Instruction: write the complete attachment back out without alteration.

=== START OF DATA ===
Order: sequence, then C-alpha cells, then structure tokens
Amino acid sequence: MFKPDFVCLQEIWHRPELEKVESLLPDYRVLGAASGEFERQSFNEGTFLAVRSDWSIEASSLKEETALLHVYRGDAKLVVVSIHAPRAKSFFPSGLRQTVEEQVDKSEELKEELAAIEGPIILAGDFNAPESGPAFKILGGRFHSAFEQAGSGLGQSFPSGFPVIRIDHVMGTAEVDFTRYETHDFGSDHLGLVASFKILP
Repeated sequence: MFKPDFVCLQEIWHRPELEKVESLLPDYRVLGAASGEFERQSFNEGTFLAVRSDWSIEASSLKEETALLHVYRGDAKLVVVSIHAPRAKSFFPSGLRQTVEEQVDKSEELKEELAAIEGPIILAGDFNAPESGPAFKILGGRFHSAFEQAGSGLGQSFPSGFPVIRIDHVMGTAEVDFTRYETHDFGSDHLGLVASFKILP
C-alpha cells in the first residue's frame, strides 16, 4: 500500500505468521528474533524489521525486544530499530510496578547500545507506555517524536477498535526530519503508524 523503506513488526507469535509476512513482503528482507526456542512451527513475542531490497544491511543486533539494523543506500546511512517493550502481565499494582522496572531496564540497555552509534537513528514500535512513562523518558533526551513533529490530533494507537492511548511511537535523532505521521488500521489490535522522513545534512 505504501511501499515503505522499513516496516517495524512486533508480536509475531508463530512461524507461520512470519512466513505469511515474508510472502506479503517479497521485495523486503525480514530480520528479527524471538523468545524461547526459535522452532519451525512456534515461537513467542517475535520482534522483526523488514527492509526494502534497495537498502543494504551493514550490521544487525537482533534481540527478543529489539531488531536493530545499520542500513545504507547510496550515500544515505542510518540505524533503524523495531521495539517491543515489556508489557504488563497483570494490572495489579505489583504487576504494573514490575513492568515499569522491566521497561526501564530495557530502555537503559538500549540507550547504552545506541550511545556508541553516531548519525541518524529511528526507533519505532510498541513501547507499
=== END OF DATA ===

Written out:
Order: sequence, then C-alpha cells, then structure tokens
Amino acid sequence: MFKPDFVCLQEIWHRPELEKVESLLPDYRVLGAASGEFERQSFNEGTFLAVRSDWSIEASSLKEETALLHVYRGDAKLVVVSIHAPRAKSFFPSGLRQTVEEQVDKSEELKEELAAIEGPIILAGDFNAPESGPAFKILGGRFHSAFEQAGSGLGQSFPSGFPVIRIDHVMGTAEVDFTRYETHDFGSDHLGLVASFKILP
Repeated sequence: MFKPDFVCLQEIWHRPELEKVESLLPDYRVLGAASGEFERQSFNEGTFLAVRSDWSIEASSLKEETALLHVYRGDAKLVVVSIHAPRAKSFFPSGLRQTVEEQVDKSEELKEELAAIEGPIILAGDFNAPESGPAFKILGGRFHSAFEQAGSGLGQSFPSGFPVIRIDHVMGTAEVDFTRYETHDFGSDHLGLVASFKILP
C-alpha cells in the first residue's frame, strides 16, 4: 500500500505468521528474533524489521525486544530499530510496578547500545507506555517524536477498535526530519503508524 523503506513488526507469535509476512513482503528482507526456542512451527513475542531490497544491511543486533539494523543506500546511512517493550502481565499494582522496572531496564540497555552509534537513528514500535512513562523518558533526551513533529490530533494507537492511548511511537535523532505521521488500521489490535522522513545534512 505504501511501499515503505522499513516496516517495524512486533508480536509475531508463530512461524507461520512470519512466513505469511515474508510472502506479503517479497521485495523486503525480514530480520528479527524471538523468545524461547526459535522452532519451525512456534515461537513467542517475535520482534522483526523488514527492509526494502534497495537498502543494504551493514550490521544487525537482533534481540527478543529489539531488531536493530545499520542500513545504507547510496550515500544515505542510518540505524533503524523495531521495539517491543515489556508489557504488563497483570494490572495489579505489583504487576504494573514490575513492568515499569522491566521497561526501564530495557530502555537503559538500549540507550547504552545506541550511545556508541553516531548519525541518524529511528526507533519505532510498541513501547507499